SD: Traber is writing about a particular time and place: LA in the 1980s. I knew that scene well, and LA punk at that time, like a lot of punk elsewhere in the US and the UK, was stuck in its “Sex Pistols”Â moment: angry at everything and anything; “I wanna destroy the passerby.”Â The problem, politically speaking, was that this sort of anger ”â an anger without analysis, or even a real target ”â was just the mirror image of the individualist ethos of the greater society. Punks just shortened the capitalist mantra of “fuck you jack, I got mine”Â to “fuck you!”Â I think this is Traber’s point. There was a certain politics in “performing the decline,”Â that is: showing the brutality behind the normalcy of society, but this politics really lead nowhere.
But at the same time this was happening another tendency is forming in punk. Staying in LA for a moment: X wrote plenty of songs where they took on the persona of an alienated and sometimes bigoted rebel; but they also started writing songs about the US military presence in Latin America and the bankruptcy of American politics. Up north in the Bay Area you had the Dead Kennedys articulating a decidedly Left critique of Liberalism. And of course across the ocean you had the Clash and Stiff Little Fingers who were singing overtly political songs (the Clash even going as far as to name their fourth album Sandanista). As I note above, one always needs to be skeptical about the political impact of even explicit political songs, yet in these tendencies ”â which have become the dominant tendencies of punk, at least in the US, in the years since ”â you can see an expansion of the ideal of politics from personal rebellion to social and political transformation.
MT: The “false sense of autonomy”Â trope continues, sadly, throughout much of punk’s history, to the point where Mimi Nguyen, in her piece in White Riot, can still assail punk in the early 2000s for a kind of ”Ërugged individualism’ quite similar to the mainstream American conception ”â a kind of ”Ëpunk Manifest Destiny’, if you will.
But that kind of nihilistic individualism in punk has always coincided with its flipside: sincere kids working against the dominant culture to ”Ëfix shit up’ as opposed to ”Ëfuck shit up’, as a popular anarcho t-shirt would have it. To be a bit reductive (and partisan, since I’m from there), I think one of the prototype cases of this opposite side of the dialectic would be punk in the San Francisco Bay Area. Something in the water there ”â perhaps the collision between punk culture and the hippie legacy? ”â produced the conditions for punks to begin to, for instance, see venues as possible ”Ëcommunity spaces’, and not merely squats ready to be littered with empty beer cans. I say this is reductive because there is/was definitely a fair bit of that going on, but it is hard to underestimate the influence of Bay Area punk ”â particularly Tim Yohannan’s MaximumRocknRoll and 924 Gilman street ”â to give political content to punk’s oppositional form.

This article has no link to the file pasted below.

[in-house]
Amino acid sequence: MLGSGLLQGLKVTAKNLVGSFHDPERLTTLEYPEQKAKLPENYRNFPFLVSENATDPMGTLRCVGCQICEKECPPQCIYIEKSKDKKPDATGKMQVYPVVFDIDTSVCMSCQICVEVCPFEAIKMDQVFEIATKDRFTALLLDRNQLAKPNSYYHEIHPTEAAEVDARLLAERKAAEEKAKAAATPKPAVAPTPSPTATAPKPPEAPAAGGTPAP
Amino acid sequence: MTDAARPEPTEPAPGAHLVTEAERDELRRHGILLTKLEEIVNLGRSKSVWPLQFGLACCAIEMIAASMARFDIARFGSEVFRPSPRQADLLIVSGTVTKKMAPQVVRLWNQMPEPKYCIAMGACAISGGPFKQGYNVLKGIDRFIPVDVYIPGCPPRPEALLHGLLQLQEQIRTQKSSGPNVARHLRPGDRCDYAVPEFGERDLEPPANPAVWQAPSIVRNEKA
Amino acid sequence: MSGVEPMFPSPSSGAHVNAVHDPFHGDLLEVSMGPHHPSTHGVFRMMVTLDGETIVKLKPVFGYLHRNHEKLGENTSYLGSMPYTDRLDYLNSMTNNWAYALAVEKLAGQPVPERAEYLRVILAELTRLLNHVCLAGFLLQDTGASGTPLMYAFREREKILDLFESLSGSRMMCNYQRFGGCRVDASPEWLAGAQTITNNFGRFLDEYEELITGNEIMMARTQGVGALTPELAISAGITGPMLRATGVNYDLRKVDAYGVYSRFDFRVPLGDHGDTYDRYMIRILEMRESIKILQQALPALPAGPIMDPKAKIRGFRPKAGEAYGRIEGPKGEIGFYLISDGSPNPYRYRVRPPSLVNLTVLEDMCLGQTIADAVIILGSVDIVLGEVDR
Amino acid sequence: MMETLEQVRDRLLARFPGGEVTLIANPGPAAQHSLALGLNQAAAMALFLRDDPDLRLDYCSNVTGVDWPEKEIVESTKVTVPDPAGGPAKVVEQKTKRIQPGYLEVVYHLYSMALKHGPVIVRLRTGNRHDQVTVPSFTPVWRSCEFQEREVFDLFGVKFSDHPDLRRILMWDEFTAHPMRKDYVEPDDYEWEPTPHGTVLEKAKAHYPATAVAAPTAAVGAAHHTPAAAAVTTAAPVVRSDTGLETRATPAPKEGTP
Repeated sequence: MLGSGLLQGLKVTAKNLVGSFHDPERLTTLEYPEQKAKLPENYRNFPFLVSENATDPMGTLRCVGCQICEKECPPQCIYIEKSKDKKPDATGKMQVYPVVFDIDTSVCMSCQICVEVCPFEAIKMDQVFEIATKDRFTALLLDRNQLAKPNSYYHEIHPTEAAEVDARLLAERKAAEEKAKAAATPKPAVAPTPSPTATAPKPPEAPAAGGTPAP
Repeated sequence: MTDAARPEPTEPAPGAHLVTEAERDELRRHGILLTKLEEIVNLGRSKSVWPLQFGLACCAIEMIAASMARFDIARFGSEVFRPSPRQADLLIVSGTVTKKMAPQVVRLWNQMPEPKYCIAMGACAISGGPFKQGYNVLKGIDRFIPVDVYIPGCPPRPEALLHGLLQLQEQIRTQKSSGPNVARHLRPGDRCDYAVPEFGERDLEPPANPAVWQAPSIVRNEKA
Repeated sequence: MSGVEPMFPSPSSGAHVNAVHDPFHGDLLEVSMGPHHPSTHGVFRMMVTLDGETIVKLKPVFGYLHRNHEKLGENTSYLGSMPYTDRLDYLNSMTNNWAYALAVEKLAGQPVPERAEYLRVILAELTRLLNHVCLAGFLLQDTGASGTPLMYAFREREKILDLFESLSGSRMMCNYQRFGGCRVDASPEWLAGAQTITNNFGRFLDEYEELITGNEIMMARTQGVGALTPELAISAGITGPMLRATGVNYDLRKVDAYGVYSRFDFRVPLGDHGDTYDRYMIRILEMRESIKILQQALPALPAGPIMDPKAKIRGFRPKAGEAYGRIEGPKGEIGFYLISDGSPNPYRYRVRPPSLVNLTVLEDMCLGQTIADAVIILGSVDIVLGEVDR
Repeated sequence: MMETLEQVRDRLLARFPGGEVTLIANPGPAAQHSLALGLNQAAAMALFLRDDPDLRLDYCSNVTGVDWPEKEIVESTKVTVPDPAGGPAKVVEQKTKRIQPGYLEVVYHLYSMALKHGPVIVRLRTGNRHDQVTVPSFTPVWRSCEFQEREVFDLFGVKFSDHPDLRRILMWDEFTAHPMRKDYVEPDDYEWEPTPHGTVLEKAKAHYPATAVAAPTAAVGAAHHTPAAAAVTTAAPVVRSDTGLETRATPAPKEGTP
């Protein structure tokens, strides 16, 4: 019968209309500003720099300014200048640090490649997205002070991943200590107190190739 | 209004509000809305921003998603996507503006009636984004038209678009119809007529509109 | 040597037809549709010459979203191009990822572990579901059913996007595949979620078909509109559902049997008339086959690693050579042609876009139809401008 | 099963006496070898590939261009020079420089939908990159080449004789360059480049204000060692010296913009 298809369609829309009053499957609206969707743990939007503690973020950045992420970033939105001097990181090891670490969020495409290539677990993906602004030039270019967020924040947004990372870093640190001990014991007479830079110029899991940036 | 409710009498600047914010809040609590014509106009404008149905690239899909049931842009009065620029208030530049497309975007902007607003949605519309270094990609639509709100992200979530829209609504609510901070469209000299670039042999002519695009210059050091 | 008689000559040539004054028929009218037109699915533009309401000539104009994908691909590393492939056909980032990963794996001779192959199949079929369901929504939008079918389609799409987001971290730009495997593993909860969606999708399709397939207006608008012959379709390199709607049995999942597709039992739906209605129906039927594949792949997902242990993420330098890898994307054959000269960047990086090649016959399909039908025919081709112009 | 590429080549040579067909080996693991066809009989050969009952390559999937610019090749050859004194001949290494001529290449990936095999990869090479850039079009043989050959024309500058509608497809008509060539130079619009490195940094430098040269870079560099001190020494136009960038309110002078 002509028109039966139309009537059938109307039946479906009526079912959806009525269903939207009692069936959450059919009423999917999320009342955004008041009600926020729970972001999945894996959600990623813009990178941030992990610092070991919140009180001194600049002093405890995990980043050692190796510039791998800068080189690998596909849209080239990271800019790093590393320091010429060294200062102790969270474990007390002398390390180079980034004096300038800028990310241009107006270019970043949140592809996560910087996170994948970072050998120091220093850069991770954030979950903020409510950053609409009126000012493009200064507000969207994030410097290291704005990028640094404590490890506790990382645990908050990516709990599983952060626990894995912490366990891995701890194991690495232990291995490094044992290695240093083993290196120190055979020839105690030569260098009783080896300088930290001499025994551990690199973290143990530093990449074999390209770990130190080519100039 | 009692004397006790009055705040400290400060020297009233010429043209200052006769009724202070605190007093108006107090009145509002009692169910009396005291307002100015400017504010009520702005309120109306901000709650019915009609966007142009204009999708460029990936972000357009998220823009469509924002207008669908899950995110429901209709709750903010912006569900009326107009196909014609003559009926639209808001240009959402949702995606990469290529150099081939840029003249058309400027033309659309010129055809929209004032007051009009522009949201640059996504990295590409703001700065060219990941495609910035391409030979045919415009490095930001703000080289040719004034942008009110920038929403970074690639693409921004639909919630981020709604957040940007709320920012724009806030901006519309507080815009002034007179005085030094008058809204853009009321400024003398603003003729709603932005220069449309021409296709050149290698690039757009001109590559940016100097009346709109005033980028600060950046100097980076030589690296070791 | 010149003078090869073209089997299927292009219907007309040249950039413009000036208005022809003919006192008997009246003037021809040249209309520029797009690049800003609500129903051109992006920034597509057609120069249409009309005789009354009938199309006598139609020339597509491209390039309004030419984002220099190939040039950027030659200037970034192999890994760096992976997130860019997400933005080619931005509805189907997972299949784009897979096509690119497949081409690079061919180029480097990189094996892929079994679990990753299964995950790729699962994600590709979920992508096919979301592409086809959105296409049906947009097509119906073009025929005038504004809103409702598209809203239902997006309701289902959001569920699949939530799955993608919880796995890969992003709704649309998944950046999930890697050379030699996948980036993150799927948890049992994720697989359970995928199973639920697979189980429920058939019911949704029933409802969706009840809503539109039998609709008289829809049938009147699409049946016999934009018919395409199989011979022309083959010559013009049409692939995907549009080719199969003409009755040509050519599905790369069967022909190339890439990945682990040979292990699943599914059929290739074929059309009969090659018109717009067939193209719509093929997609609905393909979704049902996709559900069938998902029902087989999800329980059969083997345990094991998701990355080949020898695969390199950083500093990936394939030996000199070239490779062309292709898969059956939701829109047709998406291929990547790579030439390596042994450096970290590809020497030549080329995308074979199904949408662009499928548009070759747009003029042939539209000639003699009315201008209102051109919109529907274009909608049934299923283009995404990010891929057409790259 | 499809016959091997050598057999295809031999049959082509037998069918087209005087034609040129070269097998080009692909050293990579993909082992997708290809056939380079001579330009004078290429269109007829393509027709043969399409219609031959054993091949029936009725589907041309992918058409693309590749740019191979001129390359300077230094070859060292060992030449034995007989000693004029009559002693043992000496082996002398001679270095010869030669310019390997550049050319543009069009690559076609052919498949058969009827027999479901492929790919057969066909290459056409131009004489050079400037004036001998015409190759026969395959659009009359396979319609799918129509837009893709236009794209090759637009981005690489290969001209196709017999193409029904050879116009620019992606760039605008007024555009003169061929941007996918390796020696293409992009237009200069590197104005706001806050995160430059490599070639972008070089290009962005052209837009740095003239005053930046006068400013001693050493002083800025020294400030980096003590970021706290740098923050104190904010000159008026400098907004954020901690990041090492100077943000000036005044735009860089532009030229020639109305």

“Kids working against the dominant culture to ”Ëfix shit up’ as opposed to ”Ëfuck shit up’.”Â
To take another, kind of counterintuitive example which gets brought up in the book, one can look at the origins of Anti-Racist Action out of the Midwestern skinhead scene. Here, some very promising anti-racist organizing arose somewhat organically out of a concern seemingly internal to that particular punk scene: how to eliminate that scene’s Nazi element?
And further, Los Crudos out of Chicago and bands like them were able to hook up networks of Latino/Chicano punks in the United States with punk kids throughout Central and South America with the emphasis on resisting, at the international level, US imperialism and free-trade organizations, and, at the local level, issues of gentrification, immigration, and racism.
I could talk about this quite a bit, it seems, so I suppose I’ll leave it at that, saying only that: whether or not the political outcomes are necessarily visible, the potential remains (particularly in reference to those alternative infrastructures referenced in my previous answer).
S: In your introduction to Paul Gilroy’s “Two Sides of Anti-Racism”Â you say that his critique poses this crucial question: “To what extent does the focus on bogeymen like “fascism”Â, “the state”Â, and “cops”Â get in the way of understanding and transforming the far more complex racial (and class and sex) dynamics of punk rock itself?”Â This reductive political shorthand is still popular in oppositional politics and can certainly obscure any meaningful understanding of the problems faced. How does Gilroy answer this and how much of a problem do you think this is for contemporary punk and oppositional politics in general?